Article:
Children’s Center Aims To Promote Home-Based HIV Testing Among Youth in Botswana
The Botswana-Baylor Children's Clinical Center of Excellence recently provided home-based HIV tests to orphans and vulnerable children, as well as their parents and caretakers, in Gaborone, Botswana, the Mmegi reports. According to a survey conducted in 2006 by the center's outreach program, home-based HIV tests are widely accepted and practical in Botswana.
The survey was conducted among adults who had received a home-based HIV test from the center's community outreach program. The survey, which aimed to examine feelings about the test, found that over 28% of participants said they would not have undergone an HIV test if the team had not visited their homes.
Gabriel Anabwani, executive director of the center's community outreach project, on Sunday said that in an effort to bring HIV testing to more children in the community, the team targeted 1,000 orphans and vulnerable children, as well as their parents and caretakers. According to the Mmegi, the team partnered with community-based organizations -- including Bana ba Keletso, Tirisanyo Catholic Commission and Gabane Community Home-Based Care Society -- to reach the targeted population.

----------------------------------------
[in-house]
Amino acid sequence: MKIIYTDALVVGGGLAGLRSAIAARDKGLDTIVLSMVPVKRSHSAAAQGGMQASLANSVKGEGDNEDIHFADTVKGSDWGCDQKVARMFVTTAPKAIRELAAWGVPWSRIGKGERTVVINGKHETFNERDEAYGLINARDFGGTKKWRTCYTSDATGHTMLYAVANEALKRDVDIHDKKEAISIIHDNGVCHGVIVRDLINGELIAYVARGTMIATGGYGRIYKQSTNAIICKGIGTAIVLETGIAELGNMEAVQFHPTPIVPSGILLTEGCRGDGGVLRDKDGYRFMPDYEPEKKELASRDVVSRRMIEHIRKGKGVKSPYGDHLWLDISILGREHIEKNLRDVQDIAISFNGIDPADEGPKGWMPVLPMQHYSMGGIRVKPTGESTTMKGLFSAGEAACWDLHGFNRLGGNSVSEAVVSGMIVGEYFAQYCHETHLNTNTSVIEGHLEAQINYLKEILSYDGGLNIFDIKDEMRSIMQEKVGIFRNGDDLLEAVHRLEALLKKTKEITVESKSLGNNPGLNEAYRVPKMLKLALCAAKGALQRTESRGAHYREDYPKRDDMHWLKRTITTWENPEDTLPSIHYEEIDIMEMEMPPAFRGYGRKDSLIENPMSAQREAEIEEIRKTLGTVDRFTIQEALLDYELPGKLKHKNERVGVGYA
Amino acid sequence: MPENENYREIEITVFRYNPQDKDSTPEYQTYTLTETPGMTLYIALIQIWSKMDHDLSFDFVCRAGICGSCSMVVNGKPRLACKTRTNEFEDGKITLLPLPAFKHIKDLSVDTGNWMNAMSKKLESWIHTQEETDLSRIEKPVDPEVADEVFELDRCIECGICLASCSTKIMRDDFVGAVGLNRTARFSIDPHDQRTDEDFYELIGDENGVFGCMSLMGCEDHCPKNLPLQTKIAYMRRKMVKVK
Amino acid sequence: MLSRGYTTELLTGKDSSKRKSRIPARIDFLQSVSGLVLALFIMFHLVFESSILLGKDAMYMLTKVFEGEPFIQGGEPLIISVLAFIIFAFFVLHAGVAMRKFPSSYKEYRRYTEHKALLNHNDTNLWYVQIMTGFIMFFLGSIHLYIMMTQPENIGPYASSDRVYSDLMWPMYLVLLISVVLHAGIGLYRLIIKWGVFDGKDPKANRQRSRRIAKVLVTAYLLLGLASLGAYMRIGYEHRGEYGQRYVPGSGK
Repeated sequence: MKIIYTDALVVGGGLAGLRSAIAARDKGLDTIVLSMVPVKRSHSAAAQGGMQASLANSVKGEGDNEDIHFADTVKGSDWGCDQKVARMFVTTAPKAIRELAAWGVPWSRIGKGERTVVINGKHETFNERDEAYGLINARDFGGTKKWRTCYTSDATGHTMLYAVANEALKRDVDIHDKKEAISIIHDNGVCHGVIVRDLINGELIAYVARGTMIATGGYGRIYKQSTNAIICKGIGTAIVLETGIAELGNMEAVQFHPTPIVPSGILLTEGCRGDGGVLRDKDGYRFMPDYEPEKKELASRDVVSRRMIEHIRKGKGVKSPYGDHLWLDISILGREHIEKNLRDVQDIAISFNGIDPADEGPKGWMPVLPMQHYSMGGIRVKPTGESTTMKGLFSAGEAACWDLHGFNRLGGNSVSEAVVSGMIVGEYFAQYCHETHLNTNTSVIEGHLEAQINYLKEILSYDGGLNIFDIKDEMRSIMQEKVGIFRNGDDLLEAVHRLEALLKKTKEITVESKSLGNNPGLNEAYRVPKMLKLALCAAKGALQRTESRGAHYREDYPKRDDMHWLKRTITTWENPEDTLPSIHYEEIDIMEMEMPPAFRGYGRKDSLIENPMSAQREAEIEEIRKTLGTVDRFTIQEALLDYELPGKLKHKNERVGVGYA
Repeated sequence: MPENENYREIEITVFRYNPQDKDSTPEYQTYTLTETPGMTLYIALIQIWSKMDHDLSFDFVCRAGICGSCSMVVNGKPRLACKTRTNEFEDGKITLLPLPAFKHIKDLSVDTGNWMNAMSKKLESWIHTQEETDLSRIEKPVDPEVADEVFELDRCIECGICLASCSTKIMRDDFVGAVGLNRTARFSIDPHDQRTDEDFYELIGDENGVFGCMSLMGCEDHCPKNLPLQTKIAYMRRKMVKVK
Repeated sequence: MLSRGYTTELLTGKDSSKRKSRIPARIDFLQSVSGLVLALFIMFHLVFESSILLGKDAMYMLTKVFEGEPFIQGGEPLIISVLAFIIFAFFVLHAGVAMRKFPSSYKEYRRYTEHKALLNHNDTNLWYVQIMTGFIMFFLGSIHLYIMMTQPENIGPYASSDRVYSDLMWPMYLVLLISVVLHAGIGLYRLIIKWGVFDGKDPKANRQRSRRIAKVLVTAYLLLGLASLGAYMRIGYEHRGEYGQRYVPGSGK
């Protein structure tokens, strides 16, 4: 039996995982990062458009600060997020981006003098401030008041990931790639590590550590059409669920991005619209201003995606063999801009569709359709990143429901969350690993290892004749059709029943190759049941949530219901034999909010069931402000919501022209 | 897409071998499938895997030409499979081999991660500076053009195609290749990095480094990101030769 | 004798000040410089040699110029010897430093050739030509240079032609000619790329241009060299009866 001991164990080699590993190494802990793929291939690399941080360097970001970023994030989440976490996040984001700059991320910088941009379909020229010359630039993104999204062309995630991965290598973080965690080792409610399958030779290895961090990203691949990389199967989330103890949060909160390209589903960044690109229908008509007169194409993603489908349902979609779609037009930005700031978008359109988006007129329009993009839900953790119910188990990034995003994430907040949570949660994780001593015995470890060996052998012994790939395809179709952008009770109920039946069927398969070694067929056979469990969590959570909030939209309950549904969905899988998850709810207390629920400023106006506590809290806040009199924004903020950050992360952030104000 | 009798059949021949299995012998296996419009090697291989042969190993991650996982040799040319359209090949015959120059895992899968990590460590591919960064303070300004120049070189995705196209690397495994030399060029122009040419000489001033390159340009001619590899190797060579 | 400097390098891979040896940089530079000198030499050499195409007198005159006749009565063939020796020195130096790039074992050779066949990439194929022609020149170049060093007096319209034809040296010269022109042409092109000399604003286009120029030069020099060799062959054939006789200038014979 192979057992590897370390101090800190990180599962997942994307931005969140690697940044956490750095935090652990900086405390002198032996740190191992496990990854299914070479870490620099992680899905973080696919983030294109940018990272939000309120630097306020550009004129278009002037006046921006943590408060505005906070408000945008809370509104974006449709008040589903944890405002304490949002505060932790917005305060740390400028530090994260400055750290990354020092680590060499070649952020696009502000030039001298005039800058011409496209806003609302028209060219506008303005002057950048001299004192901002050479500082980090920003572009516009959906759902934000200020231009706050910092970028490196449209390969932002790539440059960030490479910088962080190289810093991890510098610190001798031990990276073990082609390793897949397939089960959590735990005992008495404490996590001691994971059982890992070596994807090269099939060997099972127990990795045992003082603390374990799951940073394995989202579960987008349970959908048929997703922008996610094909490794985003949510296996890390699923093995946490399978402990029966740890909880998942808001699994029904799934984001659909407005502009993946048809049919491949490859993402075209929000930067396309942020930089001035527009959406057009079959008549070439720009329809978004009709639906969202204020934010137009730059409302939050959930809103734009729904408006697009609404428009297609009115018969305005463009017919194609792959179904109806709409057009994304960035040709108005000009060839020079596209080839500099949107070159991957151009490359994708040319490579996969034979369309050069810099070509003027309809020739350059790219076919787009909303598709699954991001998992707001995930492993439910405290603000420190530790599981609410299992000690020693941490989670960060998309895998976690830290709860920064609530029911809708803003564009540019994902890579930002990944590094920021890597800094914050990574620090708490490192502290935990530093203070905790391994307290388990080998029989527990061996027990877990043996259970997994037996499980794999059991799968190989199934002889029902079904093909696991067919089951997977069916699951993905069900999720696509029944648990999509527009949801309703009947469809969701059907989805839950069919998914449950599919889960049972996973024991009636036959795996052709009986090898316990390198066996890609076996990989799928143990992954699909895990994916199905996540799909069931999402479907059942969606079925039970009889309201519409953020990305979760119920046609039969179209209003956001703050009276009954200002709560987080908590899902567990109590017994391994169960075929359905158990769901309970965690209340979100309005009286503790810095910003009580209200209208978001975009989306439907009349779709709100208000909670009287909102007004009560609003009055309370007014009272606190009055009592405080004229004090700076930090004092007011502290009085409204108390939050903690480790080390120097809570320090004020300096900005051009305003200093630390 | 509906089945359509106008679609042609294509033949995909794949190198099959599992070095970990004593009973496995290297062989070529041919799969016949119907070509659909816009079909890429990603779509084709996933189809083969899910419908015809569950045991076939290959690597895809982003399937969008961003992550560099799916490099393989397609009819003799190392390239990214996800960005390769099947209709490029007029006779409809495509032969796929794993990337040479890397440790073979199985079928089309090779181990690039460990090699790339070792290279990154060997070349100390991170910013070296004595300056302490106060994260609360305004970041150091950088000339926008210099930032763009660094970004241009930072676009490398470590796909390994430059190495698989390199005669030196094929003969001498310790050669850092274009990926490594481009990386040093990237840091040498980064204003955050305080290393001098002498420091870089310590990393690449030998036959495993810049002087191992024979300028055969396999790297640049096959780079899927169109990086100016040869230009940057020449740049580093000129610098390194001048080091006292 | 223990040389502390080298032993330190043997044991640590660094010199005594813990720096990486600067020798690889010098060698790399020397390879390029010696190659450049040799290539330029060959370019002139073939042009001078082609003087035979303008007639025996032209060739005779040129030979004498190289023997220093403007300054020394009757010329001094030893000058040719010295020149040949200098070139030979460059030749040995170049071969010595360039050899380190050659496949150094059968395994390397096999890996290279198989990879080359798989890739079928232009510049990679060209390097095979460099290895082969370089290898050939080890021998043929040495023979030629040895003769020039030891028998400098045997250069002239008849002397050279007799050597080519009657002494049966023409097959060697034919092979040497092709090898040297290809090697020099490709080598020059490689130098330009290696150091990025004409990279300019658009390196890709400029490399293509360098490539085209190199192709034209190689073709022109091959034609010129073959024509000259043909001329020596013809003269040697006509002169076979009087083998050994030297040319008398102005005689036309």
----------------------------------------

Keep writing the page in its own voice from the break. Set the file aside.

Anabwani said the majority of community members were willing to be tested. The team registered more than 1,000 people and tested almost 700 for HIV. Of those tested, 63% said they had not taken an HIV test before, and 97% said they would recommend home-based HIV testing to others. According to Anabwani, the number of children testing positive for HIV has been declining because of increased efforts to prevent mother-to-child transmission. He added that less than 5% of children tested by the center have tested HIV-positive. Anabwani said that adolescents remain the group's biggest challenge because they need extra care and support. He added that the center currently provides services to 551 HIV-positive children ages 10 to 19, but the number is expected to double within three years (Chwaane, Mmegi, 4/21).